Arnold Kling  

Internships vs. Apprenticeships

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Timothy Taylor writes,

In America, many schools and parents and students will speak out strongly in favor of strong commitments to "community service" and volunteer projects and unpaid short-term internships. But many of these same people tend to recoil if the discussion turns to devoting similar amounts of time to a paid apprenticeship. As an American, it's hard to imagine a Swiss-style system where 70% of students, spread across the distribution of incomes and education levels, are in apprenticeship programs. It's hard to think about apprenticeships that would spread across a much wider range of jobs and industries than we currently see in the U.S. Such a change would require a substantial adjustment from firms, existing employees, schools, government, and students themselves. But the current hand-off from the education system to the job market isn't going too well for a lot of Americans at a wide array of skill levels. Maybe apprenticeships could help.


There may be a trade-off between practicality and conveying status. Apprenticeships offer the former, but internships offer the latter.


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COMMENTS (6 to date)
Kevin L writes:

At my alma mater, Kettering University, every student participates in co-op, which is more like apprenticeship than internship. You get paid (sometimes pretty well, sometimes not), advance within your career field while in school, and come out of college with up to 2 years of relevant experience. It's the main reason most of my classmates chose to go there, and it really works. Until the recession (which hit the school hard because of its ties to GM and the automotive industry and its location in southeast Michigan), it boasted a 98% employment or grad-school acceptance rate for graduating seniors. The co-op was intended to be practical, but - at least for engineering - it also conveys status because of the experience coupled with the reputation of the school, among the automotive industry in particular. So I think apprenticeships can convey status, especially in fields where experience is valued.

I'm in total agreement with the idea of apprenticeship (or co-op or whatever you call it). I think it develops really good engineers, and wouldn't be surprised if it turned out to be beneficial in other careers and industries.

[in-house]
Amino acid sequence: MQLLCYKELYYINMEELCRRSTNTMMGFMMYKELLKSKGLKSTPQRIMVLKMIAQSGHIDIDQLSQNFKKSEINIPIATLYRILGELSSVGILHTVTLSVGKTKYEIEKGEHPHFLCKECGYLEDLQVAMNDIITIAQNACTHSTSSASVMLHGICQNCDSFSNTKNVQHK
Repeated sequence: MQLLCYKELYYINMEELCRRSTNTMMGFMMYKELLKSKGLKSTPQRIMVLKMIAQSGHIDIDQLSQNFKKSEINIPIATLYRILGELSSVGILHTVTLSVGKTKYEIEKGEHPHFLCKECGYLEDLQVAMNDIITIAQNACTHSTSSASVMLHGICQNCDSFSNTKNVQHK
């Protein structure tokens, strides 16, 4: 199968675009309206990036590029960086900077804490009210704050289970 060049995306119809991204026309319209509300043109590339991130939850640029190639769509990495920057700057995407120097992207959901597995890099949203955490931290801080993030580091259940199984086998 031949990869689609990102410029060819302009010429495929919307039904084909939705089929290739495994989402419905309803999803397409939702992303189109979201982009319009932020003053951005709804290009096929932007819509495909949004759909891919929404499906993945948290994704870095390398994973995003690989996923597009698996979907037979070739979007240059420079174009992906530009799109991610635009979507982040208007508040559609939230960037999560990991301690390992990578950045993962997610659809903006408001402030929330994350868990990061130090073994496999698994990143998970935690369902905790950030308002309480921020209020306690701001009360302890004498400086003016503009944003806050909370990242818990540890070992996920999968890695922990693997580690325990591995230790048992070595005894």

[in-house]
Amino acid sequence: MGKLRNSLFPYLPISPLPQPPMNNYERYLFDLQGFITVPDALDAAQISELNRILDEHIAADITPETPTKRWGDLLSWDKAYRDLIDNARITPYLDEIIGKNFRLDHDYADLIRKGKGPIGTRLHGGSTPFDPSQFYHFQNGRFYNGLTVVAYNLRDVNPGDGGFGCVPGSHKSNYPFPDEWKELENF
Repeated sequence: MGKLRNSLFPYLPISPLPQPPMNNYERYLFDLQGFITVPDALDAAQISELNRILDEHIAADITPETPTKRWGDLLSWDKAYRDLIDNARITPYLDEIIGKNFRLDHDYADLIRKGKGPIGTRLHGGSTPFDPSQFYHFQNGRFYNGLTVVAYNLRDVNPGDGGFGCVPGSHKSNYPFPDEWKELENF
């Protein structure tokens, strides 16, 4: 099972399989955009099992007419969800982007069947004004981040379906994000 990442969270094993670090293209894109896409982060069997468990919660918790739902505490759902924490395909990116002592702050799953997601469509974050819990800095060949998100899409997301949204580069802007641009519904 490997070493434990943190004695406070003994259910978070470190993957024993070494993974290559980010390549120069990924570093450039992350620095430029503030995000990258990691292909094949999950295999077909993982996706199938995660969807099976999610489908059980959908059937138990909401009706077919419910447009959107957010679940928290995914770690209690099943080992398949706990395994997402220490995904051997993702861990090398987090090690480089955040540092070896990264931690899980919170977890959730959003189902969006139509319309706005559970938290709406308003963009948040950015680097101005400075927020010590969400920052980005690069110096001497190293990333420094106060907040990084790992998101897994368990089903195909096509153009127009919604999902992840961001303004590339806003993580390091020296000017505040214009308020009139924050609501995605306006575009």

Becky Hargrove writes:

My mother told a story the other day that makes me wonder how this set of circumstances might be changed. A poor family she knew years ago was given a turkey for Thanksgiving. I believe that the daughter had agreed to the gift, her father was furious and insisted the turkey be given back.

Some parts of the south have not changed a lot in this regard. The people who came here from the old world often were in an inferior position (economically and socially) where they came from, and so they passed on to the following generations never to let that happen again. Hopefully the present generations can break the pattern and be able to accept help (when needed) without losing their own relative status.

stephen writes:

Agreed on the status point, nothing to add there.

Seeing as to what has happened to tracking at the secondary school level it is safe to say that a apprenticeship, as a wide spread social institution, could never happen in the US. Though, it could have.

Five Daarstens writes:

A friend of mine graduated from high school in the UK at 16 in 1974(normal at the time). Then went to work as an apprentice for a Dutch engineering company. To this day he works as an engineer w/o ever haven attended a University. This is a much better system than the one we have in the US right now.

Joe Cushing writes:

Some internships are paid. I'm not sure there is a difference between an internship and an apprenticeship.

I think companies don't want to invest in people because they don't own the product of their investment. When people stayed in their jobs for 30 years, companies were less shy about this. I have a masters degree in finance and drive a truck for a living. It's been two years since I graduated and it's a rare event that I find an employer willing to take a new grad. There are jobs for people who are already trained posted every day. I went to a job fair and talked to a placement agency. They told me they don't even talk to people until they have two years experience. I know this is an age old catch 22 but I think it is more intense, because of what I mentioned above and because the current economic situation. One big exception is employers who don't pay a salary. They are always willing to take on new people. Most entry level jobs are paid commission.

jsalvatier writes:

At least at my school it was very expected for the engineering students of all the branches I was familiar with to do well-paid internships over the summers.

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